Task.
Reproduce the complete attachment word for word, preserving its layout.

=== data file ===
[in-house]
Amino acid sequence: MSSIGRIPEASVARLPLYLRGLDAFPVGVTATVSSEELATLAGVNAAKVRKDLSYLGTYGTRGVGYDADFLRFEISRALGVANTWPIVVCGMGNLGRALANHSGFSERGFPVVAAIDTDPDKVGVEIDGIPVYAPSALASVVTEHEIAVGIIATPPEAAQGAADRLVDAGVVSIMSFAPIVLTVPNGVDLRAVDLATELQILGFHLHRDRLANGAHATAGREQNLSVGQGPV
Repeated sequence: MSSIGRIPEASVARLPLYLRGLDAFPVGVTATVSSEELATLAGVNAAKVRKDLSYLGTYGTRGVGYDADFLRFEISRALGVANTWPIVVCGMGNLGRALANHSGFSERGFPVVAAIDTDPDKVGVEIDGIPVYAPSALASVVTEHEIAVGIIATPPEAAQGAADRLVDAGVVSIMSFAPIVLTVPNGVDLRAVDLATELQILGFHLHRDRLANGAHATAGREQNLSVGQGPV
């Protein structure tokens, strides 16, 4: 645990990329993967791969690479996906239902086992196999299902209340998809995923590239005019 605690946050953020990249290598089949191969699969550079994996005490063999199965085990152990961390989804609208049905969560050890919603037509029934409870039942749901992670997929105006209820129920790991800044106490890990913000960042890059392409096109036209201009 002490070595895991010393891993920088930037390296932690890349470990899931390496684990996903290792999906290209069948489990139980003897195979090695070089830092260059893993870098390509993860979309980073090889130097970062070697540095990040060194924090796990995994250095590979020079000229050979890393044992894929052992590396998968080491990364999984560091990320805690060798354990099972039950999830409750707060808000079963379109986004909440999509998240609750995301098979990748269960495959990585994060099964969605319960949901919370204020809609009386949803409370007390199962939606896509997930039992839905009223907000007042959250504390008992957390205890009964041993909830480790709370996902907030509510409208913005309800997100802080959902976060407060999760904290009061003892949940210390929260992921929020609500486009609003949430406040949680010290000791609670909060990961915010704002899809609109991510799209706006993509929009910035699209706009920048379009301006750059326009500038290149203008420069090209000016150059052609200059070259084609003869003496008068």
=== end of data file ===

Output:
[in-house]
Amino acid sequence: MSSIGRIPEASVARLPLYLRGLDAFPVGVTATVSSEELATLAGVNAAKVRKDLSYLGTYGTRGVGYDADFLRFEISRALGVANTWPIVVCGMGNLGRALANHSGFSERGFPVVAAIDTDPDKVGVEIDGIPVYAPSALASVVTEHEIAVGIIATPPEAAQGAADRLVDAGVVSIMSFAPIVLTVPNGVDLRAVDLATELQILGFHLHRDRLANGAHATAGREQNLSVGQGPV
Repeated sequence: MSSIGRIPEASVARLPLYLRGLDAFPVGVTATVSSEELATLAGVNAAKVRKDLSYLGTYGTRGVGYDADFLRFEISRALGVANTWPIVVCGMGNLGRALANHSGFSERGFPVVAAIDTDPDKVGVEIDGIPVYAPSALASVVTEHEIAVGIIATPPEAAQGAADRLVDAGVVSIMSFAPIVLTVPNGVDLRAVDLATELQILGFHLHRDRLANGAHATAGREQNLSVGQGPV
């Protein structure tokens, strides 16, 4: 645990990329993967791969690479996906239902086992196999299902209340998809995923590239005019 605690946050953020990249290598089949191969699969550079994996005490063999199965085990152990961390989804609208049905969560050890919603037509029934409870039942749901992670997929105006209820129920790991800044106490890990913000960042890059392409096109036209201009 002490070595895991010393891993920088930037390296932690890349470990899931390496684990996903290792999906290209069948489990139980003897195979090695070089830092260059893993870098390509993860979309980073090889130097970062070697540095990040060194924090796990995994250095590979020079000229050979890393044992894929052992590396998968080491990364999984560091990320805690060798354990099972039950999830409750707060808000079963379109986004909440999509998240609750995301098979990748269960495959990585994060099964969605319960949901919370204020809609009386949803409370007390199962939606896509997930039992839905009223907000007042959250504390008992957390205890009964041993909830480790709370996902907030509510409208913005309800997100802080959902976060407060999760904290009061003892949940210390929260992921929020609500486009609003949430406040949680010290000791609670909060990961915010704002899809609109991510799209706006993509929009910035699209706009920048379009301006750059326009500038290149203008420069090209000016150059052609200059070259084609003869003496008068």